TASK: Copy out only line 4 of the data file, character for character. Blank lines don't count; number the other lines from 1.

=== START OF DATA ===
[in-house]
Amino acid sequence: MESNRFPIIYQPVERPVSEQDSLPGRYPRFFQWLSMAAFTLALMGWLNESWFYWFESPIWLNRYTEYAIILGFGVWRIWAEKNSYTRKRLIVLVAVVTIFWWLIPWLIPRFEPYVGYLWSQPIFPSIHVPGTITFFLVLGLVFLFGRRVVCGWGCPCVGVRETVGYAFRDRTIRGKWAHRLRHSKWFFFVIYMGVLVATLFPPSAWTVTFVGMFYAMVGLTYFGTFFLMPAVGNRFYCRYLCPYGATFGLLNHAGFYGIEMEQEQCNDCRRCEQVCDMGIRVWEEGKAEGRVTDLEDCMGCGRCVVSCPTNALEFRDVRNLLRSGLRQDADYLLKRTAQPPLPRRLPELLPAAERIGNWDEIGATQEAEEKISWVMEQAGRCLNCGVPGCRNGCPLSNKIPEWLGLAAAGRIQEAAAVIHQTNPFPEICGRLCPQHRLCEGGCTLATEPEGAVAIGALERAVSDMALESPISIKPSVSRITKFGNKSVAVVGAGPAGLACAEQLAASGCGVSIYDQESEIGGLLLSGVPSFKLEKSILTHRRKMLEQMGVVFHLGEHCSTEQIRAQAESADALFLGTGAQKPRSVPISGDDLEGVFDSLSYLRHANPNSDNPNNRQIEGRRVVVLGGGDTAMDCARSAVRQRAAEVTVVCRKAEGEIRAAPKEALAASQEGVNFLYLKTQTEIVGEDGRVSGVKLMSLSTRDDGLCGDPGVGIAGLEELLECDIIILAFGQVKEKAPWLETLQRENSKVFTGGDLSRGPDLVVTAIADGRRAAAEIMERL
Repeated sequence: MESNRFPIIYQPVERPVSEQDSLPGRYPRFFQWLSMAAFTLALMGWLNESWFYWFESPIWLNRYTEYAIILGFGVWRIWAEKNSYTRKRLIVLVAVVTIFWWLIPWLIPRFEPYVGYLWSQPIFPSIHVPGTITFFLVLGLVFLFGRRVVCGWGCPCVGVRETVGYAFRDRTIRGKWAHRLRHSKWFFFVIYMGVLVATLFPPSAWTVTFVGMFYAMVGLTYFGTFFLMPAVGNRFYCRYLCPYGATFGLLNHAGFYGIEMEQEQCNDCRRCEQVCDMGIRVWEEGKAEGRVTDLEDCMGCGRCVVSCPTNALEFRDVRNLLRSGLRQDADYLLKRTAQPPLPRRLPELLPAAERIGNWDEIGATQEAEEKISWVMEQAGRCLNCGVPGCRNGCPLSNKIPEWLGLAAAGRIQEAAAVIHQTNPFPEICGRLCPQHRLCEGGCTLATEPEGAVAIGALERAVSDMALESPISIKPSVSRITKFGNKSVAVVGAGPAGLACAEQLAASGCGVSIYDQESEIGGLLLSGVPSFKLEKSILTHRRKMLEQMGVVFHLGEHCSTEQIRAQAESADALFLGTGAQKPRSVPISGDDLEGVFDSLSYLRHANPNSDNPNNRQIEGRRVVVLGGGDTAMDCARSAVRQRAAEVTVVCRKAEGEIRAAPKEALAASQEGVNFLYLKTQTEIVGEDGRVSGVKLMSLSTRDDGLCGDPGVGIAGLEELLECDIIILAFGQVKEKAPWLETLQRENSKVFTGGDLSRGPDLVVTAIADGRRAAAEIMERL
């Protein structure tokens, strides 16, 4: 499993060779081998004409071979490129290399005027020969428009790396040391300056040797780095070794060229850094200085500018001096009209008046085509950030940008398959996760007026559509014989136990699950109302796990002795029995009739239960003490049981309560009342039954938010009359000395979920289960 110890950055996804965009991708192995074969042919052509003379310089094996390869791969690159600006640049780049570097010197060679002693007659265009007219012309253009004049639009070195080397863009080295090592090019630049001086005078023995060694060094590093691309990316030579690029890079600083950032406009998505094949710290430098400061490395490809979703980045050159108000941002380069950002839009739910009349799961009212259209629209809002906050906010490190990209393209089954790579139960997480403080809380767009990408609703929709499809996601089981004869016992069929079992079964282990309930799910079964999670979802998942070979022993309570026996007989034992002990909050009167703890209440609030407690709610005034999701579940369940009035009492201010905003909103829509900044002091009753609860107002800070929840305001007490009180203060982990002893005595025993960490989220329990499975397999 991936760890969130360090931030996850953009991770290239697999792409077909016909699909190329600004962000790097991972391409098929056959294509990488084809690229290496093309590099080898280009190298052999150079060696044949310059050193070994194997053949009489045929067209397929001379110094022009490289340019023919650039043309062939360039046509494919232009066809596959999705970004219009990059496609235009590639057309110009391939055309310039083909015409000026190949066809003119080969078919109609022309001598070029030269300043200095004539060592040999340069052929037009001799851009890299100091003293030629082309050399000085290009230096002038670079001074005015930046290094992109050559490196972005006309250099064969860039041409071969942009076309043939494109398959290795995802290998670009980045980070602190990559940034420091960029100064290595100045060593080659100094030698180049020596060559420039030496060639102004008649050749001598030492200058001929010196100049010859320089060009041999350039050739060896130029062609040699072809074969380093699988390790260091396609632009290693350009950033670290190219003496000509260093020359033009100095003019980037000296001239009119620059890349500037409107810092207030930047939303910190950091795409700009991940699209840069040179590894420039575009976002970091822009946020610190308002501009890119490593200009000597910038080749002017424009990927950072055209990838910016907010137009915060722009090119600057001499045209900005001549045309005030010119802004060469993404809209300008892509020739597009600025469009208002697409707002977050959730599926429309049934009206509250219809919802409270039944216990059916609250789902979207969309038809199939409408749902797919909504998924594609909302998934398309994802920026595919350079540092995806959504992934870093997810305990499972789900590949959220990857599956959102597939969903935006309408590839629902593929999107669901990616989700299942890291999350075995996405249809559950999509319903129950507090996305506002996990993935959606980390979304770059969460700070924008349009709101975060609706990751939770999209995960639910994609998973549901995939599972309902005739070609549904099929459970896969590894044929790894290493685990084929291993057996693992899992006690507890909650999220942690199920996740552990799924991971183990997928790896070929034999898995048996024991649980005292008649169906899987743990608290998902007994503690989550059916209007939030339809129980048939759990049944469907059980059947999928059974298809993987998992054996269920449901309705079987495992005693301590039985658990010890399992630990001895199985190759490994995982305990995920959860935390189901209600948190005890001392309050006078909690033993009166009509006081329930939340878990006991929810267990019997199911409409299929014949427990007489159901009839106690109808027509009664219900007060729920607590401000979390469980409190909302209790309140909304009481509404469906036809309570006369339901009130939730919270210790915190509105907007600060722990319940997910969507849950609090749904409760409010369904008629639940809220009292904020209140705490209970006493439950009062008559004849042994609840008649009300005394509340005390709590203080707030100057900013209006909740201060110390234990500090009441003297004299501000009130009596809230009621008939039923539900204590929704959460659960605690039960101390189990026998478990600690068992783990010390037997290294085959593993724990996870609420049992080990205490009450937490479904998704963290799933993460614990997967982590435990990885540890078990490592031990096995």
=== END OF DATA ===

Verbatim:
């Protein structure tokens, strides 16, 4: 499993060779081998004409071979490129290399005027020969428009790396040391300056040797780095070794060229850094200085500018001096009209008046085509950030940008398959996760007026559509014989136990699950109302796990002795029995009739239960003490049981309560009342039954938010009359000395979920289960 110890950055996804965009991708192995074969042919052509003379310089094996390869791969690159600006640049780049570097010197060679002693007659265009007219012309253009004049639009070195080397863009080295090592090019630049001086005078023995060694060094590093691309990316030579690029890079600083950032406009998505094949710290430098400061490395490809979703980045050159108000941002380069950002839009739910009349799961009212259209629209809002906050906010490190990209393209089954790579139960997480403080809380767009990408609703929709499809996601089981004869016992069929079992079964282990309930799910079964999670979802998942070979022993309570026996007989034992002990909050009167703890209440609030407690709610005034999701579940369940009035009492201010905003909103829509900044002091009753609860107002800070929840305001007490009180203060982990002893005595025993960490989220329990499975397999 991936760890969130360090931030996850953009991770290239697999792409077909016909699909190329600004962000790097991972391409098929056959294509990488084809690229290496093309590099080898280009190298052999150079060696044949310059050193070994194997053949009489045929067209397929001379110094022009490289340019023919650039043309062939360039046509494919232009066809596959999705970004219009990059496609235009590639057309110009391939055309310039083909015409000026190949066809003119080969078919109609022309001598070029030269300043200095004539060592040999340069052929037009001799851009890299100091003293030629082309050399000085290009230096002038670079001074005015930046290094992109050559490196972005006309250099064969860039041409071969942009076309043939494109398959290795995802290998670009980045980070602190990559940034420091960029100064290595100045060593080659100094030698180049020596060559420039030496060639102004008649050749001598030492200058001929010196100049010859320089060009041999350039050739060896130029062609040699072809074969380093699988390790260091396609632009290693350009950033670290190219003496000509260093020359033009100095003019980037000296001239009119620059890349500037409107810092207030930047939303910190950091795409700009991940699209840069040179590894420039575009976002970091822009946020610190308002501009890119490593200009000597910038080749002017424009990927950072055209990838910016907010137009915060722009090119600057001499045209900005001549045309005030010119802004060469993404809209300008892509020739597009600025469009208002697409707002977050959730599926429309049934009206509250219809919802409270039944216990059916609250789902979207969309038809199939409408749902797919909504998924594609909302998934398309994802920026595919350079540092995806959504992934870093997810305990499972789900590949959220990857599956959102597939969903935006309408590839629902593929999107669901990616989700299942890291999350075995996405249809559950999509319903129950507090996305506002996990993935959606980390979304770059969460700070924008349009709101975060609706990751939770999209995960639910994609998973549901995939599972309902005739070609549904099929459970896969590894044929790894290493685990084929291993057996693992899992006690507890909650999220942690199920996740552990799924991971183990997928790896070929034999898995048996024991649980005292008649169906899987743990608290998902007994503690989550059916209007939030339809129980048939759990049944469907059980059947999928059974298809993987998992054996269920449901309705079987495992005693301590039985658990010890399992630990001895199985190759490994995982305990995920959860935390189901209600948190005890001392309050006078909690033993009166009509006081329930939340878990006991929810267990019997199911409409299929014949427990007489159901009839106690109808027509009664219900007060729920607590401000979390469980409190909302209790309140909304009481509404469906036809309570006369339901009130939730919270210790915190509105907007600060722990319940997910969507849950609090749904409760409010369904008629639940809220009292904020209140705490209970006493439950009062008559004849042994609840008649009300005394509340005390709590203080707030100057900013209006909740201060110390234990500090009441003297004299501000009130009596809230009621008939039923539900204590929704959460659960605690039960101390189990026998478990600690068992783990010390037997290294085959593993724990996870609420049992080990205490009450937490479904998704963290799933993460614990997967982590435990990885540890078990490592031990096995």